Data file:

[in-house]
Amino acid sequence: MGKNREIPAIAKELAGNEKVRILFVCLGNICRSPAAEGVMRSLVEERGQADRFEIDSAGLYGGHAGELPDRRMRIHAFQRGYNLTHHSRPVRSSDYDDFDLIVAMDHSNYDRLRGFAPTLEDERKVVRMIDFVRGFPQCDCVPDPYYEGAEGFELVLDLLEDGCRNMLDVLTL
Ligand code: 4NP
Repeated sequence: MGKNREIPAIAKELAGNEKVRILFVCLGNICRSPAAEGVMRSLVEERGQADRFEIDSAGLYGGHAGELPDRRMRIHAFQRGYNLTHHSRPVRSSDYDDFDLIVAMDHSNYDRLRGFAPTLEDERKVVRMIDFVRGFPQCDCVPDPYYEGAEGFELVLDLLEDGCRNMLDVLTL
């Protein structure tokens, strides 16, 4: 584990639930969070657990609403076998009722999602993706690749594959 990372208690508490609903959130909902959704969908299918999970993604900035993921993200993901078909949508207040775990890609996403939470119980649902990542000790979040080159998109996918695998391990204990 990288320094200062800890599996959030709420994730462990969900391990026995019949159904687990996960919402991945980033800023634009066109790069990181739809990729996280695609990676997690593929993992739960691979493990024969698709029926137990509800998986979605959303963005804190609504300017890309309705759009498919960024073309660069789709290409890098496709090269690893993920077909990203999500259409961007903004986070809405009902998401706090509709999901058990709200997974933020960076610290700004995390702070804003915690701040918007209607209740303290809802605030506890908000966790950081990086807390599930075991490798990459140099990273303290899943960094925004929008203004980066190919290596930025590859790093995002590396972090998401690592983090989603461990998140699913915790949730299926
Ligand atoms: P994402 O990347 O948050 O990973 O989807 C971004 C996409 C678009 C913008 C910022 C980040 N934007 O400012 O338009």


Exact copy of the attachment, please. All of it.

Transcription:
[in-house]
Amino acid sequence: MGKNREIPAIAKELAGNEKVRILFVCLGNICRSPAAEGVMRSLVEERGQADRFEIDSAGLYGGHAGELPDRRMRIHAFQRGYNLTHHSRPVRSSDYDDFDLIVAMDHSNYDRLRGFAPTLEDERKVVRMIDFVRGFPQCDCVPDPYYEGAEGFELVLDLLEDGCRNMLDVLTL
Ligand code: 4NP
Repeated sequence: MGKNREIPAIAKELAGNEKVRILFVCLGNICRSPAAEGVMRSLVEERGQADRFEIDSAGLYGGHAGELPDRRMRIHAFQRGYNLTHHSRPVRSSDYDDFDLIVAMDHSNYDRLRGFAPTLEDERKVVRMIDFVRGFPQCDCVPDPYYEGAEGFELVLDLLEDGCRNMLDVLTL
């Protein structure tokens, strides 16, 4: 584990639930969070657990609403076998009722999602993706690749594959 990372208690508490609903959130909902959704969908299918999970993604900035993921993200993901078909949508207040775990890609996403939470119980649902990542000790979040080159998109996918695998391990204990 990288320094200062800890599996959030709420994730462990969900391990026995019949159904687990996960919402991945980033800023634009066109790069990181739809990729996280695609990676997690593929993992739960691979493990024969698709029926137990509800998986979605959303963005804190609504300017890309309705759009498919960024073309660069789709290409890098496709090269690893993920077909990203999500259409961007903004986070809405009902998401706090509709999901058990709200997974933020960076610290700004995390702070804003915690701040918007209607209740303290809802605030506890908000966790950081990086807390599930075991490798990459140099990273303290899943960094925004929008203004980066190919290596930025590859790093995002590396972090998401690592983090989603461990998140699913915790949730299926
Ligand atoms: P994402 O990347 O948050 O990973 O989807 C971004 C996409 C678009 C913008 C910022 C980040 N934007 O400012 O338009």